How portfolio construction can beat volatility

How portfolio construction can beat volatility?

Author: Steven Crouse

Volatility is simply defined as a pattern when the performance and direction of an asset’s price is liable to rapidly and unpredictably change, especially for the worse. Considering the emotional attachment people inherently have for their hard-earned capital, volatile asset prices isn’t a pleasant thought!

Over the past few years, global asset markets have displayed levels of volatility not seen for some decades. In the past two years alone, equity markets have corrected by more than 10% on no less than four occasions: September and October 2014; the period from 24 April 2015 to late June 2015; from early November 2015 through to January 2016; and lastly, post-Brexit at the end of June 2016.

Imagine the turmoil; the emotional roller-coaster and ensuing decision making? Do I sell out and switch to cash to avoid any further losses, and if I do, at what point do I switch my capital back into the market? If I sit on my cash, blissfully avoiding any volatility, what damage am I doing to my long-term goals by not achieving above-inflation returns?

These and other pressing questions abound in the minds of investors across the globe. So if you have recently asked yourself similar questions, you can take solace in the fact that you are not alone. But unfortunately, solace and comfort doth not long-term real returns make! So where does the utopian middle ground lie?

The last decade has seen the rise of a multitude of products and strategies promising to provide greater certainty, lower risk and a smoother ride – passive index funds, ETFs, robo-advice, complex strategies with guaranteed returns etc. But do they really do what it says on the packaging?

As I have previously written in other articles on this blog, in the majority of instances, such promises are nothing more than snake oil and elaborate (and costly!) solutions to problems that can be solved far more simply. During my post-graduate studies, I had a lecturer who imparted on me the wisdom of TANSTAAFL – ‘There ain’t no such thing as a free lunch’. But I beg to differ, as investors the world over are essentially offered a free lunch every day with these simple strategies:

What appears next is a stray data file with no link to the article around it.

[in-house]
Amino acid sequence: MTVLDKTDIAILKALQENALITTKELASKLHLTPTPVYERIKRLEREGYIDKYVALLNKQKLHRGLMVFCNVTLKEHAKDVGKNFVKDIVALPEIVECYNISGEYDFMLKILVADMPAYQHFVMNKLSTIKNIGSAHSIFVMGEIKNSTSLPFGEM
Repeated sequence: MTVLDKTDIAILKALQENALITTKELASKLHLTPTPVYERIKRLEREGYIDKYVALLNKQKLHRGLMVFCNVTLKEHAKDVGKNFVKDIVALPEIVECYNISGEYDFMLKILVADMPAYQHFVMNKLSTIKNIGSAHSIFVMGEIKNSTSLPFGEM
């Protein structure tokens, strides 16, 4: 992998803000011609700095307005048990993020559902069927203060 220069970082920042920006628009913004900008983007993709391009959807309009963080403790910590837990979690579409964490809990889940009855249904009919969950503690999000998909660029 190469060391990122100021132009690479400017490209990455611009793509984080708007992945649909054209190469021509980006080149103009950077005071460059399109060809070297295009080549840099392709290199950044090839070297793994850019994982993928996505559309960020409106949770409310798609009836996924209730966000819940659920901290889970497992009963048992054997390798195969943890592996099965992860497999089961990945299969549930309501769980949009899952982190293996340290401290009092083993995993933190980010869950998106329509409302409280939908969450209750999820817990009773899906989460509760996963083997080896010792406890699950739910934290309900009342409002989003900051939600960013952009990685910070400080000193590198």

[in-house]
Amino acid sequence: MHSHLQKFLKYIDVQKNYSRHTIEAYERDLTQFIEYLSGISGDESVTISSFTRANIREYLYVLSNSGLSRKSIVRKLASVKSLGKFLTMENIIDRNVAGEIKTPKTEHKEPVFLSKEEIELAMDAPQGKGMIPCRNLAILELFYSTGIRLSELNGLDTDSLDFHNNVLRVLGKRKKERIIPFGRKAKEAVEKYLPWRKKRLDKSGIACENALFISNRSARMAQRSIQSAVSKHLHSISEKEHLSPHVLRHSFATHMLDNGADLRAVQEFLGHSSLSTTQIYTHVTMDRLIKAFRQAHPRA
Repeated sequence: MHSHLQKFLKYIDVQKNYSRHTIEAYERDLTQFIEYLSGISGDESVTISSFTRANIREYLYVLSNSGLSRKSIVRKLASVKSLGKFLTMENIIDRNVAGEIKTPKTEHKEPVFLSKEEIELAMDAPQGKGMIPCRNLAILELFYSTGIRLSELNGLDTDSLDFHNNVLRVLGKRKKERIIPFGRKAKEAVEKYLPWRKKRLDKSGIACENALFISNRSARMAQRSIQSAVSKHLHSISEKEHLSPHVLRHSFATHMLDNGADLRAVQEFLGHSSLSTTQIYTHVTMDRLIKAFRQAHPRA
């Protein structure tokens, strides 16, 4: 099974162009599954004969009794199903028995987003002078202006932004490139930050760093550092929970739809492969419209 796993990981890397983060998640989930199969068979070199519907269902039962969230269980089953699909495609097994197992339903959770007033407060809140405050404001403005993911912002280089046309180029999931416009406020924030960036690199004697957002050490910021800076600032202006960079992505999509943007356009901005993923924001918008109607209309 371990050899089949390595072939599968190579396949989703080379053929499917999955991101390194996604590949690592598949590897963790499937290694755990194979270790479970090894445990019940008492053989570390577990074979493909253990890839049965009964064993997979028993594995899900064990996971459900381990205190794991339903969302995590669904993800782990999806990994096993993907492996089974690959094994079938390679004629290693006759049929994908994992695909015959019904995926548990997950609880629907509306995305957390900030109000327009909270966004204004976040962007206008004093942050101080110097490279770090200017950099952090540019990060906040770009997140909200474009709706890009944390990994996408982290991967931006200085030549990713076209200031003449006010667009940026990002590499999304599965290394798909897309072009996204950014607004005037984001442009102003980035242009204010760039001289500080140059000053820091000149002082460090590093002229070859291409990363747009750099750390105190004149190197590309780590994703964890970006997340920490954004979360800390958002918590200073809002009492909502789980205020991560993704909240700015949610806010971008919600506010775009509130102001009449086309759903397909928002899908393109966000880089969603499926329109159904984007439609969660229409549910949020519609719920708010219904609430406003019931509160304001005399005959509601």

1. Diversify, diversify, diversify!

The age-old adage of not putting all your eggs into one basket sounds so easy, and in many respects it is. The secret is to do it properly i.e. ensure your different assets are truly different and will perform differently across different cycles (a concept called de-correlated).

2. Don’t expect quick returns

Fear and greed are far stronger than long-term resolve, and in a world of instant gratification, investors often make foolish mistakes by expecting boom-like returns from all their investments. Granted, the thrill of quickly growing your capital is exciting, but markets are too efficient for every single investment call you make to be a magical winner (and be suspicious of the manager whose track record is such). The only place you can quickly double your money is the casino… but then you can lose it just as quickly!

3. Stay the course

Time in the markets produces far greater returns than timing the markets. Remember the Rule of 72 that calculates the impact of compound interest? It says 72 divided by your annual rate of return will give you the number of years it will take for your investment to double. Now take your answer to this calculation and double it; that is the number of years it will take for your investment to QUADRUPLE! Volatile markets are not pleasant; they are characterised by the uncertainty of returns; the perception that losses are going to continue forever; and a sometimes significant difference between positive and negative returns, day after day. Yet it is during periods of volatility that the foundation for one’s long-term returns are laid.

Asset prices will recover and markets will turn positive. It may take time and it may result in a further negative returns, but if your portfolio is robust, structured to tolerate some ‘wiggle room’ without you needing to sell out, and has sound underlying investment decisions, it is far more likely to cushion you from extreme movements and keep your strategy on track.